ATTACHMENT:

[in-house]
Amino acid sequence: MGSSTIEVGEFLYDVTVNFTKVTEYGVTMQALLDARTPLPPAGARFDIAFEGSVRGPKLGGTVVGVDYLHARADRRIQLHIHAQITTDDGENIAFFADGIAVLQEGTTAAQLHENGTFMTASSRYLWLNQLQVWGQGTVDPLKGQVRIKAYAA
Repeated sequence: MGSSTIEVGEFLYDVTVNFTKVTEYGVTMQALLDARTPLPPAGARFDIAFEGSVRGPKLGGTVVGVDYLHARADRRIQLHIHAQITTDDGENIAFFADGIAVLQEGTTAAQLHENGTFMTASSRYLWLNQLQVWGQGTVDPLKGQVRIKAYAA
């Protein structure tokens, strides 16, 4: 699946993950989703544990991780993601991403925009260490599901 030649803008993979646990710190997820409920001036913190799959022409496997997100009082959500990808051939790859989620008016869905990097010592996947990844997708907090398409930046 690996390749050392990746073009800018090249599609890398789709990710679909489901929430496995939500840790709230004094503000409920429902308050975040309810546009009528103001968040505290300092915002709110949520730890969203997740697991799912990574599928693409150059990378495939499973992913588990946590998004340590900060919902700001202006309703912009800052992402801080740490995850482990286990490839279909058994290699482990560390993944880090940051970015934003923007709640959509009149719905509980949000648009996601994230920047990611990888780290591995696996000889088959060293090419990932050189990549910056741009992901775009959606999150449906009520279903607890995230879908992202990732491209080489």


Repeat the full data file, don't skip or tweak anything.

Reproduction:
[in-house]
Amino acid sequence: MGSSTIEVGEFLYDVTVNFTKVTEYGVTMQALLDARTPLPPAGARFDIAFEGSVRGPKLGGTVVGVDYLHARADRRIQLHIHAQITTDDGENIAFFADGIAVLQEGTTAAQLHENGTFMTASSRYLWLNQLQVWGQGTVDPLKGQVRIKAYAA
Repeated sequence: MGSSTIEVGEFLYDVTVNFTKVTEYGVTMQALLDARTPLPPAGARFDIAFEGSVRGPKLGGTVVGVDYLHARADRRIQLHIHAQITTDDGENIAFFADGIAVLQEGTTAAQLHENGTFMTASSRYLWLNQLQVWGQGTVDPLKGQVRIKAYAA
């Protein structure tokens, strides 16, 4: 699946993950989703544990991780993601991403925009260490599901 030649803008993979646990710190997820409920001036913190799959022409496997997100009082959500990808051939790859989620008016869905990097010592996947990844997708907090398409930046 690996390749050392990746073009800018090249599609890398789709990710679909489901929430496995939500840790709230004094503000409920429902308050975040309810546009009528103001968040505290300092915002709110949520730890969203997740697991799912990574599928693409150059990378495939499973992913588990946590998004340590900060919902700001202006309703912009800052992402801080740490995850482990286990490839279909058994290699482990560390993944880090940051970015934003923007709640959509009149719905509980949000648009996601994230920047990611990888780290591995696996000889088959060293090419990932050189990549910056741009992901775009959606999150449906009520279903607890995230879908992202990732491209080489």